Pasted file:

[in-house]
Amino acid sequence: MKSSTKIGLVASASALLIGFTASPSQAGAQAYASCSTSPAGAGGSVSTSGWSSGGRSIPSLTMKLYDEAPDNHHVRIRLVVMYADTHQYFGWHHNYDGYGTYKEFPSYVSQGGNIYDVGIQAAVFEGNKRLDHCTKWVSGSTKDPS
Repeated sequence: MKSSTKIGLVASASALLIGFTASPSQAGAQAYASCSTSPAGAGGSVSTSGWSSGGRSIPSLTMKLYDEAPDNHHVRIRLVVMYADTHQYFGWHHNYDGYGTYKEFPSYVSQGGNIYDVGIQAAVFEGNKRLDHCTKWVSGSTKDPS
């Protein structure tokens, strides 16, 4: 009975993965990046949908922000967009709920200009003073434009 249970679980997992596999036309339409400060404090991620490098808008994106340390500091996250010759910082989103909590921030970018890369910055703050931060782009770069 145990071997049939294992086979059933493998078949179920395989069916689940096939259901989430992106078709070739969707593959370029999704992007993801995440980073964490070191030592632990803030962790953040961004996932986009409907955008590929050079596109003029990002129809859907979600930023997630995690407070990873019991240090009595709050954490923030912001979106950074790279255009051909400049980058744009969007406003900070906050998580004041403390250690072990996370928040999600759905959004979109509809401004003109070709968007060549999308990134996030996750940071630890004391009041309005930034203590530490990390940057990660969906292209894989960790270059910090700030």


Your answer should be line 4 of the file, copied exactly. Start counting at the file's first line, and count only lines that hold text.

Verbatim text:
């Protein structure tokens, strides 16, 4: 009975993965990046949908922000967009709920200009003073434009 249970679980997992596999036309339409400060404090991620490098808008994106340390500091996250010759910082989103909590921030970018890369910055703050931060782009770069 145990071997049939294992086979059933493998078949179920395989069916689940096939259901989430992106078709070739969707593959370029999704992007993801995440980073964490070191030592632990803030962790953040961004996932986009409907955008590929050079596109003029990002129809859907979600930023997630995690407070990873019991240090009595709050954490923030912001979106950074790279255009051909400049980058744009969007406003900070906050998580004041403390250690072990996370928040999600759905959004979109509809401004003109070709968007060549999308990134996030996750940071630890004391009041309005930034203590530490990390940057990660969906292209894989960790270059910090700030």